Origins of Food We Love: Dumplings during Lunar New Year

February 15, 2016 Jodi Ettenberg

February 8 marked the Lunar New Year, the beginning of a different astrological time for those adhering to the lunar calendar. Millions of people around the world celebrated the holiday, with colourful parades, family feasts and different traditions, depending on the country.

Last year was the year of the sheep – or goat, depending on the place you celebrate in – and the current year is that of the monkey, a title that not only informs cultural sentiments for the coming year, but also characteristics of people born within it. The Chinese astrology system works on a 12-year cycle, so the prior monkey year was 2004. What does this mean for people born under that sign? Monkey-born people are said to be “lively, quick-witted, curious, innovative and mischievous,” and persevere even during difficult times.

Regardless of personality or astrological sign, Lunar New Year is a time for food. And one of the most traditional dishes for a family to make is dumplings.

A little background about the dumpling

Use of the word dumpling refers to a wide variety of dishes, sweet and savoury, made with wheat, rice or other flours, and corresponding to a more specific name in the local language from where those dishes came. Our use of dumpling in English is a very unsophisticated one, as we have casually lumped together all sorts of different tastes and cultural traditions into a single word.

In her 2015 book Dumplings, A Global History, Barbara Gallani notes: “Dumplings have always coexisted as versions of an unpretentious, filling peasant food, making small amounts of meat stretch far enough to feed families and communities, or as elaborate, refined parcels of dough, wrapped around delicate fillings and served for special occasions.”

Wontons ready to be steamed. Photo courtesy Tim S.

With such a broad use, where did the dumpling originate? With manti in central Asia, wontons in China and ravioli in Italy, it has truly spanned the globe. Gallanti theorizes that money-saving cooks around the world created the dumpling independently. Indeed, it does not seem too far fetched that someone making dough would eventually think to house some meat or cheese or other food within it. As with the other pieces in this series, the dumpling spread around the world, even within its own pockets of culture, can be attributed to thriving trade of goods and spices.

Lunar New Year

Unlike Western New Year, which focuses on making self-improvement resolutions to keep to during the coming months, Lunar New Year is a holiday that remains mindful of the past while resolutely preparing for the next year — and hoping for good fortune, luck and prosperity to shine on business and personal life.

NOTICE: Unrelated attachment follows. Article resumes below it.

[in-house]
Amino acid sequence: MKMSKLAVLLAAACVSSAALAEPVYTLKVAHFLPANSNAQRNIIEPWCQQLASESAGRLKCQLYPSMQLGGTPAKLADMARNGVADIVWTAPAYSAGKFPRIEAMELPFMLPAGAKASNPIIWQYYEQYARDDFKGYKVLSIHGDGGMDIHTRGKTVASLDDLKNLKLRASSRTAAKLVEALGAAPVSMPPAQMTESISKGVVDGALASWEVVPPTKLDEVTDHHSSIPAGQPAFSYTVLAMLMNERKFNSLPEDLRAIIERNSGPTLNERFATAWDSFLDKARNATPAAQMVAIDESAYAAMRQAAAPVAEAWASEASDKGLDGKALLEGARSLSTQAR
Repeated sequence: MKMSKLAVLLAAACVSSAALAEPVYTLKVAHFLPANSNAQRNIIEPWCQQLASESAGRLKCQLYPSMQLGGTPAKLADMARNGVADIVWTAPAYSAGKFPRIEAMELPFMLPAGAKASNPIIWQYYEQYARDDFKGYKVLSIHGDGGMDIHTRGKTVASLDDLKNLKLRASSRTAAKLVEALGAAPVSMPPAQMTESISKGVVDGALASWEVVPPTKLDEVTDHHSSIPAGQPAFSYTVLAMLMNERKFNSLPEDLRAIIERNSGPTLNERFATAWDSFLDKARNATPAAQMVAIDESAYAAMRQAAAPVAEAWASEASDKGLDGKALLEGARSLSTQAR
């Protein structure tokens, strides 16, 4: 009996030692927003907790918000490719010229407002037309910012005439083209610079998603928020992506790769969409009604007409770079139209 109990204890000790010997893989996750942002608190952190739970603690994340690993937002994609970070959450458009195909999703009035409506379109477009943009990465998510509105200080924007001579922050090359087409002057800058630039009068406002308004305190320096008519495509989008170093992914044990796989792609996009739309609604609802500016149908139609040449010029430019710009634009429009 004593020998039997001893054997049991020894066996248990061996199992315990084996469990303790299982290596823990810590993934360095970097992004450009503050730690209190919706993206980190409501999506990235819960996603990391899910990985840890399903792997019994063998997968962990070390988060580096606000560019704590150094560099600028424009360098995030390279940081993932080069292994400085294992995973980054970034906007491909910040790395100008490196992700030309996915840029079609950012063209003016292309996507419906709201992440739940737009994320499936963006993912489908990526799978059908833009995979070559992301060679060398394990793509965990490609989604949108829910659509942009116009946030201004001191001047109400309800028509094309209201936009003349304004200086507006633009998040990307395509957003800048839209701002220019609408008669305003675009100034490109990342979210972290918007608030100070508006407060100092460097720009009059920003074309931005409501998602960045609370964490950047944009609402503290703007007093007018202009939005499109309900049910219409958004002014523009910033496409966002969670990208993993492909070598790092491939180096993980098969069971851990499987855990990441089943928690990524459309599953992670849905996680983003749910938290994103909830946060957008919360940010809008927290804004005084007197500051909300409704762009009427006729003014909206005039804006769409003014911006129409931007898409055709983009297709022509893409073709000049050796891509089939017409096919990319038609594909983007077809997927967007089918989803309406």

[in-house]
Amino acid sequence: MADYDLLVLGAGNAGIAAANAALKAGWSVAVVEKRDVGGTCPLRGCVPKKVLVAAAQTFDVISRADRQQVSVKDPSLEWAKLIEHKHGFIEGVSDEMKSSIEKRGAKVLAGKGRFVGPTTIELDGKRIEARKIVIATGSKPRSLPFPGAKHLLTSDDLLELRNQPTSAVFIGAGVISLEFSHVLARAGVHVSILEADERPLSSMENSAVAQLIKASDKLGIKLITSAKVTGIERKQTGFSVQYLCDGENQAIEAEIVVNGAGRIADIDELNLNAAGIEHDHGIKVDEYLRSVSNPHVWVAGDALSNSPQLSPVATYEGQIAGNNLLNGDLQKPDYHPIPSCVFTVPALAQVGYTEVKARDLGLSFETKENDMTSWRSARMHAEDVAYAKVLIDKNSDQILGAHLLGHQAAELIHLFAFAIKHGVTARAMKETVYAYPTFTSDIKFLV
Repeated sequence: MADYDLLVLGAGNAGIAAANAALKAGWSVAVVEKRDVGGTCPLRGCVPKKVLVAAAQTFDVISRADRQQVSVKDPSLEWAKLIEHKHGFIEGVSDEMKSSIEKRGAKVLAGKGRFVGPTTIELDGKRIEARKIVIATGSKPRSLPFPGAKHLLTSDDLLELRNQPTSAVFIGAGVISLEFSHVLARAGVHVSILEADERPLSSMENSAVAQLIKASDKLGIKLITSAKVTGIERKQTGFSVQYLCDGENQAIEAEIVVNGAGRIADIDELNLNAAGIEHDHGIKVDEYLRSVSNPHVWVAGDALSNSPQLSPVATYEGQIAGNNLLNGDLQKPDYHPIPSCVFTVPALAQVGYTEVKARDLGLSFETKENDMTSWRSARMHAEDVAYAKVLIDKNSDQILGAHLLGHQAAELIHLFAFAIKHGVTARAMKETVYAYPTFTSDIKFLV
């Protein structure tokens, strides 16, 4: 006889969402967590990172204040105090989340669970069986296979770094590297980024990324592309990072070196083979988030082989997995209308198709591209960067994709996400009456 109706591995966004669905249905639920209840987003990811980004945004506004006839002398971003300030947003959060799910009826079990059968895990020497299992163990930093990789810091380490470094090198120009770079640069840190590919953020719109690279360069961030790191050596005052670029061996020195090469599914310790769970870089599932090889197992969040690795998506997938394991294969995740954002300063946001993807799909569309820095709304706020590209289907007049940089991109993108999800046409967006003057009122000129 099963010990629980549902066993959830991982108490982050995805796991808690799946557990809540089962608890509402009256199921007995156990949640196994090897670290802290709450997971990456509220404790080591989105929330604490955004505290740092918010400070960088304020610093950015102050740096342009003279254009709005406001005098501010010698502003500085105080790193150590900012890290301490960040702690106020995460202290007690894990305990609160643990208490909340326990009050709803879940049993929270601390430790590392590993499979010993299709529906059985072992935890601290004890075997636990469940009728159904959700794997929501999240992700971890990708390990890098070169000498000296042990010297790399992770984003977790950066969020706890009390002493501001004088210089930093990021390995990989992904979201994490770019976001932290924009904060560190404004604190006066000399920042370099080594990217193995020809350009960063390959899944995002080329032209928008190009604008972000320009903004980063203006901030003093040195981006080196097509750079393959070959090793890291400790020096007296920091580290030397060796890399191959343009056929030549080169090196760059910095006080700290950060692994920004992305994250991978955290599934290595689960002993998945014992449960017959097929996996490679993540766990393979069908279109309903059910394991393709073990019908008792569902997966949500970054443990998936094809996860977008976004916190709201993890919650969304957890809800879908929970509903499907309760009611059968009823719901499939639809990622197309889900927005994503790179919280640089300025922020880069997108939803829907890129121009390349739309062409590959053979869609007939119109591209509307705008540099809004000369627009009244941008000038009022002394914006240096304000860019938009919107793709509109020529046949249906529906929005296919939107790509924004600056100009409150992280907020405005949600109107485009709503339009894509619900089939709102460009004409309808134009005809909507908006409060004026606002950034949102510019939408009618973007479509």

During my time in Saigon during Tet, the Vietnamese New Year holiday, I watched the city in frenzy; its residents frantically trying to pay off debts, clean their houses, lawns and surrounding areas, and ensure that the new year started without an eye still to the past.

Lunar New Year traditions differ among countries, but include giving children red envelopes filled with money, burning incense and joss money (or ghost money) for ancestors. In China, they eat dumplings known as jiaozi, moon-shaped wheat dumplings similar to Japanese gyoza or the momo of Nepal.

Red cards for Lunar New Year in Saigon.

Red cards for Lunar New Year in Saigon.

The jiaozi dumpling in China

When many of us think of Lunar New Year, we think of the jiaozi. While there are many of other Chinese and non-Chinese dishes that would qualify as dumplings, it is jiaozi that are served during the family-filled festivities of a new lunar calendar, and the etymology of the name is a very interesting one.

According to the anthropology department of the University of Southern California, the history of the jiaozi dates back to the Northern Song Dynasty (960–1279AD) in China, where merchants distributed one of the first paper money currencies, which was called “jiao zi.” The term began being used as a general term for money, which was then shaped like shoes of gold or silver (known as yuan bao).

Dumplings in Yangshuo, China. Photo courtesy Shannon O’Donnell of A Little Adrift.

Dumplings in Yangshuo, China. Photo courtesy Shannon O’Donnell of A Little Adrift.

When dumplings were cooked for the New Year, they were made to look like the money, and eating them was a metaphor for the good fortune people hoped for in the coming year. By “eating money,” the desire was that prosperity would follow. Per the University of Southern California, the term jiaozi has multiple meanings, one of which is “midnight or the end and the beginning of time,” which is why it was often made before midnight of the prior lunar year.

There is, of course, no absolute consensus about the origins of the dumpling. Per Q. Edward Wong’s book, Chopsticks: A Cultural and Culinary History, the earliest example of dumplings were found in a grave dating back to the 4th century BCE, despite legend attributing them to a Han pharmacologist named Zhang Zhongjing. Regardless, Wong agrees with the source above that it wasn’t until the Song Dynasty that the Chinese term jiaozi entered into the modern language lexicon. Prior to that, the term huntun was used, which referred to small crescent-shaped balls of dough.

Jiaozi baskets. Photo courtesy Mark H.

Jiaozi baskets. Photo courtesy Mark H.

Regardless of origins, the results are undeniably delicious. For Chinese New Year, some families even slip in a coin for good luck, welcoming the new astrological sign and coming year with a literal and figurative yearning for good fortune.

If you’re interested in making some dumplings of your own, The Telegraph has a recipe here. And if you’re celiac like me, don’t worry — here’s a gluten-free version just for you.

Header image by Alpha.

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